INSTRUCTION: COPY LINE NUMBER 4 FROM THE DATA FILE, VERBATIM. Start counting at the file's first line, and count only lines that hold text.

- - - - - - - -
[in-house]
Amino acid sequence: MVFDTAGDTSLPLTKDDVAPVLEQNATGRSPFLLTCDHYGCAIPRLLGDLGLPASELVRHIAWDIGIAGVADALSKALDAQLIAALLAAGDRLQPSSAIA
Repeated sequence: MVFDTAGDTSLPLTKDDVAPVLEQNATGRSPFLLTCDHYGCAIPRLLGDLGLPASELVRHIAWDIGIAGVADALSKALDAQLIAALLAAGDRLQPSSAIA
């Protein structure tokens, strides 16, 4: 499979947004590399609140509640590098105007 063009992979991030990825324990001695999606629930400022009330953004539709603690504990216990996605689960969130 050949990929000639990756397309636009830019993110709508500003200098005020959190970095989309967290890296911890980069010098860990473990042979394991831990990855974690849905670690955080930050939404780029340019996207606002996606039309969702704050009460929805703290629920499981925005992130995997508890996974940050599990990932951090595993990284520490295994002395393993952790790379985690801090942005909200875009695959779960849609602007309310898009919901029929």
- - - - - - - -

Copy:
């Protein structure tokens, strides 16, 4: 499979947004590399609140509640590098105007 063009992979991030990825324990001695999606629930400022009330953004539709603690504990216990996605689960969130 050949990929000639990756397309636009830019993110709508500003200098005020959190970095989309967290890296911890980069010098860990473990042979394991831990990855974690849905670690955080930050939404780029340019996207606002996606039309969702704050009460929805703290629920499981925005992130995997508890996974940050599990990932951090595993990284520490295994002395393993952790790379985690801090942005909200875009695959779960849609602007309310898009919901029929």